In July the Crown Prosecution Service said no information had been provided by the potential new witnesses to undermine the conviction.

The review, which was being overseen by Devon and Cornwall Police, was then expected to move on to look at forensic issues also challenged in a recent BBC television documentary about the killings.

Police say that the scientific examination of the sock has identified the presence of a mixed *Y-STR profile using technology which would not have been available to the original investigation team over 20 years ago.

While the presence of a link to Morris (or a male relative of his paternal lineage) and the mixed Y-STR profile has been identified, the science cannot determine how or when this profile was transferred onto the exhibit, but the conclusion of scientists is that it is “more likely” that Morris contributed to the DNA profile found on two different areas of the blood-stained sock than if he did not contribute DNA to them.

Following the tragic events in Kelvin Road, Clydach in June 1999, South Wales Police carried out an extensive investigation into the murders and the scale of the investigation was the largest and most complex ever undertaken by a Welsh police force.

In 2002, David Morris was convicted of the murders by a unanimous verdict at Swansea Crown Court. His conviction was overturned on appeal due to a conflict of interest by a defence solicitor. A retrial was held at Newport Crown Court in 2006 and Morris was convicted again. He was sentenced to life imprisonment.

The matter has been considered by the Criminal Cases Review Commission as recently as 2018. Following a thorough review of the case material they decided not to refer it to the Court of Appeal as no new evidence had been identified.

In November 2020, legal representatives of Morris contacted South Wales Police requesting the release of various exhibits from the investigation.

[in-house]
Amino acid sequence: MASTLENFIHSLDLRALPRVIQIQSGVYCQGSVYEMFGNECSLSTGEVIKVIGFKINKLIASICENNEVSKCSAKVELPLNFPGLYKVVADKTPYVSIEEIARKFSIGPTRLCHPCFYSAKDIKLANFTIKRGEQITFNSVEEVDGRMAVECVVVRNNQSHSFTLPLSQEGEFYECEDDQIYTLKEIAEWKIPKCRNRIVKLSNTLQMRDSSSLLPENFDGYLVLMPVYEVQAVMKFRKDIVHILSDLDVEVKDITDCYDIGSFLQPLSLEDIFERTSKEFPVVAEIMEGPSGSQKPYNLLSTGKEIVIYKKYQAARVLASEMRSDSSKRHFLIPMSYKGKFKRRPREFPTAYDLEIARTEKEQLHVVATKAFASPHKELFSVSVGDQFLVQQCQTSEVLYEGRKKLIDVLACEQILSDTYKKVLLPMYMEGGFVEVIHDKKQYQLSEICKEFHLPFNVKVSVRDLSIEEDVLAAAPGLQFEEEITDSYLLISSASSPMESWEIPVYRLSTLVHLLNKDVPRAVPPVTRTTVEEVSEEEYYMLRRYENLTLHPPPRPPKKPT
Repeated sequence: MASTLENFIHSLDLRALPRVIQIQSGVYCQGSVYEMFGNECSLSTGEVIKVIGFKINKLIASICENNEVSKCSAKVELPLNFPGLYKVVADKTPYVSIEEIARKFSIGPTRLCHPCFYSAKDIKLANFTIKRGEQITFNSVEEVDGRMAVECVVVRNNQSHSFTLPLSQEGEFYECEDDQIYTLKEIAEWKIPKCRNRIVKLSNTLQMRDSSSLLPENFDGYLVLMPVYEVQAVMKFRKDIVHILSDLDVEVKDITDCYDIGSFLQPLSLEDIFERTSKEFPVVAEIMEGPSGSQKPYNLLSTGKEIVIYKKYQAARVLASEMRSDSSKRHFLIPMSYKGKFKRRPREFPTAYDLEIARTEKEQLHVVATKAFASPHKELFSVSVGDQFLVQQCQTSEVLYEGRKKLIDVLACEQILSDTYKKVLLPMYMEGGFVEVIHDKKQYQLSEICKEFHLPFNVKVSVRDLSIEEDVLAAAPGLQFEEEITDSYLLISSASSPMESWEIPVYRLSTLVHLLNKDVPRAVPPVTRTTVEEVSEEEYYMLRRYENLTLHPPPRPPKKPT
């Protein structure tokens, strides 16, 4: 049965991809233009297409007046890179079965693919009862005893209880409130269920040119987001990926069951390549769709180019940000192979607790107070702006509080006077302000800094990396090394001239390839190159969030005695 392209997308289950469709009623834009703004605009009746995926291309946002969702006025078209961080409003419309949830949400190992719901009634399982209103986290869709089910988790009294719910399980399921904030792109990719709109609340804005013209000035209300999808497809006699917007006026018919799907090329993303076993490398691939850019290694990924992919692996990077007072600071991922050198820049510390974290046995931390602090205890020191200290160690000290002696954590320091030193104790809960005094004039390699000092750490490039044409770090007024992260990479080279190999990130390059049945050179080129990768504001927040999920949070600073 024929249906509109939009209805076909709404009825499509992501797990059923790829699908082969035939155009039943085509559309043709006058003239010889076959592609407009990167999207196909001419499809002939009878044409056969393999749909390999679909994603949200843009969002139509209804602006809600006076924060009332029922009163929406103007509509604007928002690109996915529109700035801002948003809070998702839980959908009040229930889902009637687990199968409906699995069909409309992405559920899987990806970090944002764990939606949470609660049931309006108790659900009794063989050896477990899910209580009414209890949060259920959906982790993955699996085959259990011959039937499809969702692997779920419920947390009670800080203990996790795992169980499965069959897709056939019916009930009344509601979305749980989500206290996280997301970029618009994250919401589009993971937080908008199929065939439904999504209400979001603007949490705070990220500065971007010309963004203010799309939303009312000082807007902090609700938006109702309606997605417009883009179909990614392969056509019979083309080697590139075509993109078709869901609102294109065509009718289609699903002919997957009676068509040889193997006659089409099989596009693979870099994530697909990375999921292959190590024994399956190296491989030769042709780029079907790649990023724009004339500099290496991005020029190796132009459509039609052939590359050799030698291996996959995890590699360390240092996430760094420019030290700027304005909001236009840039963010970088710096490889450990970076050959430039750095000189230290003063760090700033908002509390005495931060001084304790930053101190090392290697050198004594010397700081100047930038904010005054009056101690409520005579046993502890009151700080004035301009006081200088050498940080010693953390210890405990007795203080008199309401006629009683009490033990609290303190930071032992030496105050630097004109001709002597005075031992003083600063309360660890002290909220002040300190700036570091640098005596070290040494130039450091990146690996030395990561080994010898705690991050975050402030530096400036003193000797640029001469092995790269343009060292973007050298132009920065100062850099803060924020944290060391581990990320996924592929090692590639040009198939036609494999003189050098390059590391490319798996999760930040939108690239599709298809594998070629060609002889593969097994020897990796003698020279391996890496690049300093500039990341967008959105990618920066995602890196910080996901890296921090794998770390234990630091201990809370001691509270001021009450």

This request was the subject of careful consideration and the force decided on a course of action which involved the appointment of an independent senior investigating officer and an independent forensic laboratory to oversee a forensic review of the case material.

This work – carried out under the banner of Operation Dolomite – has been led by experienced detectives Steve Carey and Ian Ringrose, supported by police forensic expert David Lloyd, all of whom are from Devon & Cornwall Police. An independent forensic science laboratory, Cellmark Forensic Services, was commissioned to carry out forensic work.

Following the death of David Morris on 20th August 2021, permission was given by his family to obtain a blood sample to allow forensic examinations to take place.

Assistant Chief Constable David Thorne, of South Wales Police, said: “The decision to carry out an investigative assessment did not constitute a reopening or reinvestigation of the murders, nor did it demonstrate any lack of confidence in the conviction of Morris and the subsequent case reviews. Morris was convicted unanimously by a jury on the strength of the prosecution case and independent reviews by the Criminal Cases Review Commission have never identified any evidence which would determine the conviction to be unsafe.

“However, the advancement of forensic technology has provided the opportunity for evidence-based answers to some of the questions which have been raised about forensic issues in this case, along with other matters raised by the BBC Wales documentary ‘Beyond Reasonable Doubt’. The appointment of Steve Carey and his team has ensured the review has been conducted with a layer of independence.”

The outcome of the investigative assessment has been communicated to the victims’ families, the family and legal representatives of Morris and others affected by this case.

Mr Carey said: “My team has carefully examined the issues raised and subject to the terms of reference for Operation Dolomite.

“In the opinion of the forensic scientist regarding these results – which were obtained from samples extracted from two separate areas of the sock at the time of the original forensic examination – it is more likely that David Morris (or a close paternal-line male relative of his) contributed DNA to them than if he did not.